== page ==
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Perspective

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fwk
1254686.  Wed Oct 11, 2017 10:12 am Reply with quote

A forced perspective is a technique that changes the perception of scale, distance and orientation for an observer in architecture, art, photography and filmmaking. For example, the scene has a larger film set, smaller props, and an actor standing closer to the camera than the others. This makes one character look larger than the actor otherwise would in real life. This technique was seen in the films from the Harry Potter and Lord of the Rings franchises.

A very popular forced perspective photograph is the 'giant' bracing the Tower of Pisa, or pushing it over. However, another way of using a forced perspective is to change the spectator's sense of orientation. For example, placing the camera on the ground and taking a picture of someone crawling as though they are climbing a cliff face. Props can also amplify this effect like the person might be wearing climbing gear or their belongings are on the top of the 'cliff'.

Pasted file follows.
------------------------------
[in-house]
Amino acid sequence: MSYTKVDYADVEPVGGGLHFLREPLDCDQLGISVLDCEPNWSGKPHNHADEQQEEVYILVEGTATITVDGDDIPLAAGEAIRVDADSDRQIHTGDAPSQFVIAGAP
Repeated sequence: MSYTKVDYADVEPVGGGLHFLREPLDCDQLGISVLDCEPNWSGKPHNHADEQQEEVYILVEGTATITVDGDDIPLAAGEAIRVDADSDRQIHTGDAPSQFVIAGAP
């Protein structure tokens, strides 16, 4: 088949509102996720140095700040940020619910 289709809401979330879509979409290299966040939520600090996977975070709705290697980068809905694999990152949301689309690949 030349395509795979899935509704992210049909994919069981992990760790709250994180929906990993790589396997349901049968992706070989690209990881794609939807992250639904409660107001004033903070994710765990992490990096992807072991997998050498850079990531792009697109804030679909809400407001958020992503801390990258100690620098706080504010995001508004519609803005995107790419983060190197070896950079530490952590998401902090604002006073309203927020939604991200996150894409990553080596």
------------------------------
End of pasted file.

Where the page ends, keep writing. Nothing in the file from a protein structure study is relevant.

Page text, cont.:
Video presents a much greater challenge as shadows, unexpected movement of objects, or actors making mistakes can break the illusion. Every camera movement, set design, and lighting needs to be calculated and meticulously fine tuned. One particularly difficult problem is parallax.

Look directly at an object in the distance. Point your finger at the sky and hold it one or two inches away from your nose. Look straight ahead and you should see your finger doubled. When you close your right eye, your finger will be on the right side of the object, and if you close your left eye, your finger will be on the left side of the object. Objects closer to a moving camera seems to move its apparent position more than objects further away. A way to mitigate this is rotating the camera about the no-parallax-point, the lens. This should minimise objects moving at different rates. For panning shots, the movement of the camera needs to be choreographed with parts of the set. This can be done practically or digitally.